- Series: Delirium Trilogy (Book 3)
- Hardcover: 432 pages
- Publisher: HarperCollins; First Edition edition (March 5, 2013)
- Language: English
- ISBN-10: 0062014536
- ISBN-13: 978-0062014535
- Product Dimensions: 5.5 x 1.3 x 8.2 inches
- Shipping Weight: 1.2 pounds (View shipping rates and policies)
- Average Customer Review: 1,095 customer reviews
- Amazon Best Sellers Rank: #241,646 in Books (See Top 100 in Books)
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Requiem (Delirium Trilogy) Hardcover – March 5, 2013
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Songs of Resistance By Lauren Oliver
The conclusion to the Delirium trilogy, Requiem, focuses a lot on Lena’s role in the resistance. It got me thinking about some of my all-time favorite bring-the-fight songs. Here’s a playlist to get you pumped for your own particular resistance!
1. “Fortunate Son” by Creedence Clearwater Reviva: This song, in particular its chorus, transforms anger over the Vietnam War into a defiant battle cry. When John Fogerty wails out “It ain’t me,” you can feel the pain of a generation of people forced into fighting a war they didn’t believe in.
2. “Rise Above” by Black Flag: Weirdly, this punk song is surprisingly positive! A positive punk song! “We are born with a chance/Rise above/We’re gonna rise above.”
3. “Rebel Girl” by Bikini Kill: The best thing about this song is that the rebel girl isn’t the outcast or the weirdo, she’s the “queen of the neighborhood”! Isn’t that how it should be?
4. “For What It’s Worth” by Buffalo Springfield: More than anything, this song is a call to reflection, attention, and thought. The nature of the conflict is intentionally vague (which makes it timeless).
5. “Doin’ Time for Bein’ Young” by James Intveld: From the Cry-Baby soundtrack (a great movie about teen rebellion). I think most teenagers feel like they’re being punished for being themselves at some point or another. This song takes that feeling and puts it into a very literal context!
6. “The Revolution Will Not Be Televised” by Gil Scott-Heron: In short . . . keep your eyes open because real rebellion has to happen organically.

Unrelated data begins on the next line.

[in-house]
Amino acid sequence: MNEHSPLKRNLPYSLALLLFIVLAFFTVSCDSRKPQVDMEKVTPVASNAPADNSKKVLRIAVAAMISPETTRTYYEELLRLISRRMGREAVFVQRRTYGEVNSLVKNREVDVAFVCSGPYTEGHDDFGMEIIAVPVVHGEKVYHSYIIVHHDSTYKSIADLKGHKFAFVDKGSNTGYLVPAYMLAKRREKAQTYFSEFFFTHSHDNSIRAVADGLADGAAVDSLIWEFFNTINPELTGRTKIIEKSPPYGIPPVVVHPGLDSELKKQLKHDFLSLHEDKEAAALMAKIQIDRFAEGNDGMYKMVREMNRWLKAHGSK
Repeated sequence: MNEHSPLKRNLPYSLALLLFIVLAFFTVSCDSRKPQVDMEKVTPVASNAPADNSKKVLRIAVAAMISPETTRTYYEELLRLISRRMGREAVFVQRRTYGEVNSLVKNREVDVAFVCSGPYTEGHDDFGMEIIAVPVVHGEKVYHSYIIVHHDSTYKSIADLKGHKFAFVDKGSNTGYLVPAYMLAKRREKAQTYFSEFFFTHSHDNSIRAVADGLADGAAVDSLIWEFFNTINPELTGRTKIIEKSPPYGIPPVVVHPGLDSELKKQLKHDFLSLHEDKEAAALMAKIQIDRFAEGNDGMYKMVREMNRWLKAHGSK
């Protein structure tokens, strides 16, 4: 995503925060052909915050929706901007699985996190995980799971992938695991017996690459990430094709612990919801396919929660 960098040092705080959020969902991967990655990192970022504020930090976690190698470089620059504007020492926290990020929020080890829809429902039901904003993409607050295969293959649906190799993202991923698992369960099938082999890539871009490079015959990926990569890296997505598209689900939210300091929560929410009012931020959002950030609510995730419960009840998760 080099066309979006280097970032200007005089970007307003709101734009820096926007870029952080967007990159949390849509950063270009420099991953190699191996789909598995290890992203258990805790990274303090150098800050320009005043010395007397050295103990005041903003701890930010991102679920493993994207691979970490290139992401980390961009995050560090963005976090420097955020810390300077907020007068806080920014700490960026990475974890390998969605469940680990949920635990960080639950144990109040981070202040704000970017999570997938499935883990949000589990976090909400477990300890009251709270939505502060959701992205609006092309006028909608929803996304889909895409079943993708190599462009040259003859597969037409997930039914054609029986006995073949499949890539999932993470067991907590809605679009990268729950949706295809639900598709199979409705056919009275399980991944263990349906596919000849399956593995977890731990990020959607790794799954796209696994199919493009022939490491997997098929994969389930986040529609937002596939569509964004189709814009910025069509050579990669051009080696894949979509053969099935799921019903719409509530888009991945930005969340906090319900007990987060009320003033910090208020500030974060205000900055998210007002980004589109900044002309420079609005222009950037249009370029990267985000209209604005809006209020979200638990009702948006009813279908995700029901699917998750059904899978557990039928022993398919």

7. “Search and Destroy” by Iggy and the Stooges: I don’t really know what this song is about, but it is angry and it is beautiful.
8. “Redemption Song” by Bob Marley and the Wailers: “Emancipate yourself from mental slavery/None but ourselves can free our minds.” Nuff said!
9. “Not Ready to Make Nice” by Dixie Chicks: I’m not going to lie—I love the Dixie Chicks! I especially like that they are unapologetic in their opinions and are always willing to take a stand.
10. “Run the World (Girls)” by Beyoncé: Queen B!! Again, nuff said.
11. “99 Luftballons” by Nena: Did you know this song is actually a short piece of dystopian fiction? Much like the Delirium trilogy, it’s a story about what can happen when a government decides that something joyful and human is a dangerous threat. In this case, floating balloons are mistaken for enemy weapons.
12. “The Promised Land” by Bruce Springsteen: The Boss says it all when he says “I feel so weak, I just want to explode.”
13. “Fight the Power” by Public Enemy: It’s all in the title. :)
14. “Elsewhere” by Sarah McLachlan: Sometimes fighting for the small things that are meaningful to you as an individual can be as important as the big social battles. Even though the singer knows that “this is heaven to no one else but me,” she is still willing to “defend it as long as I can breathe.”
15. “You Get What You Give” by the New Radicals: This might be the most optimistic and downright cheery song about trying to change the status quo. It joyfully asks people to give back to the world a little . . . and to maybe make a little mayhem along the way.
16. “Tombstone Blues” by Bob Dylan: Leave it to Dylan to write an epic of societal discontent!
Following Delirium (2011) and Pandemonium (2012), this trilogy ender changes things up by splitting the narrative into two first-person perspectives: Lena, who continues to fight for freedom with the Invalids in the Wilds, and Hana, Lena’s old best friend, who was cured of amor deliria nervosa (aka love) and is closing in on her arranged marriage to the city’s rotten new mayor. Lena’s story grinds through the motions a bit, with a somewhat forced love triangle (or square?) alternating with various resistance maneuvers starring our band of scrappy heroes. Hana’s story line, though, is a winner, bringing back to the fore what was so inspired about the first volume—the idea that longing is in itself something important to long for. This is one of the premier preoccupations of paranormal romance, and no one has distilled it as cannily as Oliver. The happy/angry, wealthy/poor balance of both plotlines is satisfying, as is their final collision. And is there a theme more perfect for YA readers than choosing what you want from life rather than being told what to do? HIGH-DEMAND BACKSTORY: This hugely successful trilogy should go out with a sizable bang, including advertising, appearances, a mobile campaign, and plenty of good old-fashioned chatter. Grades 9-12. --Daniel Kraus